Final Partition and Louis's Death
In 838 Louis made a new partition much to the favor of Charles and at the expense of Louis the German, the latter receiving only Bavaria as his inheritance. The remainder of the empire was divided equally between Charles, who received the western lands of France, and Lothair, who received Italy and the lands immediately east of the Rhone-Saône valley. In the following summer Louis settled Charles's claim to the kingdom of Aquitaine and attempted to counteract a rebellion of Louis the German. During his campaign against Louis, with whom he was never reconciled, the Emperor was overtaken by illness and died in Germany at Ingelheim on June 20, 840.
Further Reading on Louis I
A contemporary biography of Louis was edited and translated by Allen Cabaniss, Son of Charlemagne: A Contemporary Life of Louis the Pious (1961). Bernard Walter Scholz, with Barbara Rogers, Carolingian Chronicles: "Royal Frankish Annals" and Nithard's "Histories" (1970), is a specialized translation of two medieval works of official history which together narrate the rise and fall of the Carolingian Empire. The standard treatment of the reign of Louis the Pious is in The Cambridge Medieval History (8 vols., 1911-1936). Also useful are the brief but excellent evaluations in Heinrich Fichtenau, The Carolingian Empire (1949; trans. 1957), and Eleanor Duckett, Carolingian Portraits: A Study in the Ninth Century (1962).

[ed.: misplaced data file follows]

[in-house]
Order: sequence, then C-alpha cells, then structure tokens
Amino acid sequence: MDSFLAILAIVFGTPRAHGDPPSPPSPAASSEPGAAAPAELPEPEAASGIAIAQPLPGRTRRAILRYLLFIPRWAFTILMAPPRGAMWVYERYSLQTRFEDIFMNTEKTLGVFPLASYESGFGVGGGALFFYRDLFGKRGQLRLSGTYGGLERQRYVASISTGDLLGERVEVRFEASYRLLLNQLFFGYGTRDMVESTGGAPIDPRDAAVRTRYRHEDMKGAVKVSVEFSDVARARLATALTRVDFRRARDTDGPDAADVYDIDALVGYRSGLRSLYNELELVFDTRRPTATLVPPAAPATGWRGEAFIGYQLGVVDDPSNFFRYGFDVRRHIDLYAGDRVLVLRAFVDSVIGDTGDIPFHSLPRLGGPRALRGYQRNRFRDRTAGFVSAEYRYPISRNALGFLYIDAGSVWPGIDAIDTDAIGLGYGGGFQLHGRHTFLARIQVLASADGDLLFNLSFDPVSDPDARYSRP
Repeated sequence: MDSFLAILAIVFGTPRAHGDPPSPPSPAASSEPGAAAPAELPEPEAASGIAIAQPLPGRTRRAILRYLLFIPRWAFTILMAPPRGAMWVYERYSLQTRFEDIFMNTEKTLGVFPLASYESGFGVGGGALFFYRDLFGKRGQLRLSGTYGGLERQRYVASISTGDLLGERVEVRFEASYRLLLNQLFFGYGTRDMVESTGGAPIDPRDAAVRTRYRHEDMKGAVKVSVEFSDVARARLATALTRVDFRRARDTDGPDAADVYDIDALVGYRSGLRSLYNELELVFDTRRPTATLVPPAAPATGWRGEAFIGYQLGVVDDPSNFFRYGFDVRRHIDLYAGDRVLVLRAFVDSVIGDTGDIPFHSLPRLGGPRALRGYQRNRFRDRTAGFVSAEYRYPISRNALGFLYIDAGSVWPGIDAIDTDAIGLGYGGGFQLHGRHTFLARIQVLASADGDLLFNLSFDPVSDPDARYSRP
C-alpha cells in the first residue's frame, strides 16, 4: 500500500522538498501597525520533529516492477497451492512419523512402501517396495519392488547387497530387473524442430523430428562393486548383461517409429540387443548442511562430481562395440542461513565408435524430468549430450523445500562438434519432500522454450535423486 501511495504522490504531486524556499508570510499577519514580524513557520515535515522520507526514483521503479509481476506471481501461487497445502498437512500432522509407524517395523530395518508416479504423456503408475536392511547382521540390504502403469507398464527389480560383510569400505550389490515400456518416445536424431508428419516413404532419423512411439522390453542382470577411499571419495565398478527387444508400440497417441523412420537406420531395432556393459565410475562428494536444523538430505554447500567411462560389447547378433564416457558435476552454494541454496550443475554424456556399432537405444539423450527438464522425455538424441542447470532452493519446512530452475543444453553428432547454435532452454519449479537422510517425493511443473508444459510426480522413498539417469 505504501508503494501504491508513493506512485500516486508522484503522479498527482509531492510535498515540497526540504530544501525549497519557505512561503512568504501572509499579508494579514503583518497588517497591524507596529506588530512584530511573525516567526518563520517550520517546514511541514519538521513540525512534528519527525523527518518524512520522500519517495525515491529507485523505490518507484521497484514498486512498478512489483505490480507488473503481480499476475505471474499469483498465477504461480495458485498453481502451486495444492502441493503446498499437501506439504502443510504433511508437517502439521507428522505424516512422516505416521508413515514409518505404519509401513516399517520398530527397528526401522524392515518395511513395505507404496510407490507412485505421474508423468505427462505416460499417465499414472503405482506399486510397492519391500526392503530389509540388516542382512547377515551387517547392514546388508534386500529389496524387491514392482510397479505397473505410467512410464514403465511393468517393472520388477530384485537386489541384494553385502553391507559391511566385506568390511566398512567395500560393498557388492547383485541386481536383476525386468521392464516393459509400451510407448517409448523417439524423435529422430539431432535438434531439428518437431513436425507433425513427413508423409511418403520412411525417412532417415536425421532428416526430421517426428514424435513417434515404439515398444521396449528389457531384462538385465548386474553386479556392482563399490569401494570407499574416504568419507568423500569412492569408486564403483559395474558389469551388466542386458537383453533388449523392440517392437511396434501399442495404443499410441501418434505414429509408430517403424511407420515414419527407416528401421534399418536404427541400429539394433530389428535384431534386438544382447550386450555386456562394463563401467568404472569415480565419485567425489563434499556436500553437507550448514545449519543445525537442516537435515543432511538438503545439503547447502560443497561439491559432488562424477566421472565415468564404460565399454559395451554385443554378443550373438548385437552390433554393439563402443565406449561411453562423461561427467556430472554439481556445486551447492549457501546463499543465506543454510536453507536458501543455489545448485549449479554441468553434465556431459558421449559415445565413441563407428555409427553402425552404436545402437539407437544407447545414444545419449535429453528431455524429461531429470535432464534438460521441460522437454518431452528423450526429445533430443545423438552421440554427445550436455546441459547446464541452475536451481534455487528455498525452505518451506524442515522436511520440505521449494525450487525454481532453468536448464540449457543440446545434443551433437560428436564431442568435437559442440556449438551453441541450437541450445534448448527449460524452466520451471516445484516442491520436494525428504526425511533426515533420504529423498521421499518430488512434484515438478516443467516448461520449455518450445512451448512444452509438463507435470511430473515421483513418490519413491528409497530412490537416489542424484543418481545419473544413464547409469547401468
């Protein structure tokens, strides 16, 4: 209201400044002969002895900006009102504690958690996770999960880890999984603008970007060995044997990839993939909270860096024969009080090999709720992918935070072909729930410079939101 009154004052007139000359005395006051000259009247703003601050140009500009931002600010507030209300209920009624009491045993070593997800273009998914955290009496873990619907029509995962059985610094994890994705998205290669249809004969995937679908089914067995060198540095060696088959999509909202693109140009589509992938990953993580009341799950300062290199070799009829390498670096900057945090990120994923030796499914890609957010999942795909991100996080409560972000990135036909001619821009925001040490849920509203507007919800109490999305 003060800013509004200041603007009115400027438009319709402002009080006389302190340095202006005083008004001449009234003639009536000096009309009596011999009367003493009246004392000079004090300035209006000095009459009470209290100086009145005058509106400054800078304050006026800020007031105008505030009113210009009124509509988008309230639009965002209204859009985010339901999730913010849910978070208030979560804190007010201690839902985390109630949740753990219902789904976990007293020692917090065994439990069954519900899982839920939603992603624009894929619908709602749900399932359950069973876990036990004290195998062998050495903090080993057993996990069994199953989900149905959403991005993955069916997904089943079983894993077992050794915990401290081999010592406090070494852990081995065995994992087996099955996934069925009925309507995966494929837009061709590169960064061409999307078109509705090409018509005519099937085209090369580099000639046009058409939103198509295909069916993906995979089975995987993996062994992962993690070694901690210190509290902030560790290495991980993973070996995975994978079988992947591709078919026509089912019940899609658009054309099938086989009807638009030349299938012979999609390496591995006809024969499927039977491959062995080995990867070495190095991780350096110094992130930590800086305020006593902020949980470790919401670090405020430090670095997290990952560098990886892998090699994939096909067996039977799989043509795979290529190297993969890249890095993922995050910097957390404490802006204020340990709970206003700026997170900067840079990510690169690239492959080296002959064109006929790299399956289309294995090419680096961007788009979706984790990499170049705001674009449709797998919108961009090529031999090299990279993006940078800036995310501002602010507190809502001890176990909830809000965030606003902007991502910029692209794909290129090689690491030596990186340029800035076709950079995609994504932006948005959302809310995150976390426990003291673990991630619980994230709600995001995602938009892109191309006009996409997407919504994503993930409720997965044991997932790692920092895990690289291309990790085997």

Additional Biography Sources
Charlemagne's heir: new perspectives on the reign of Louis the Pious (814-840), Oxford England; New York: Clarendon Press, 1990.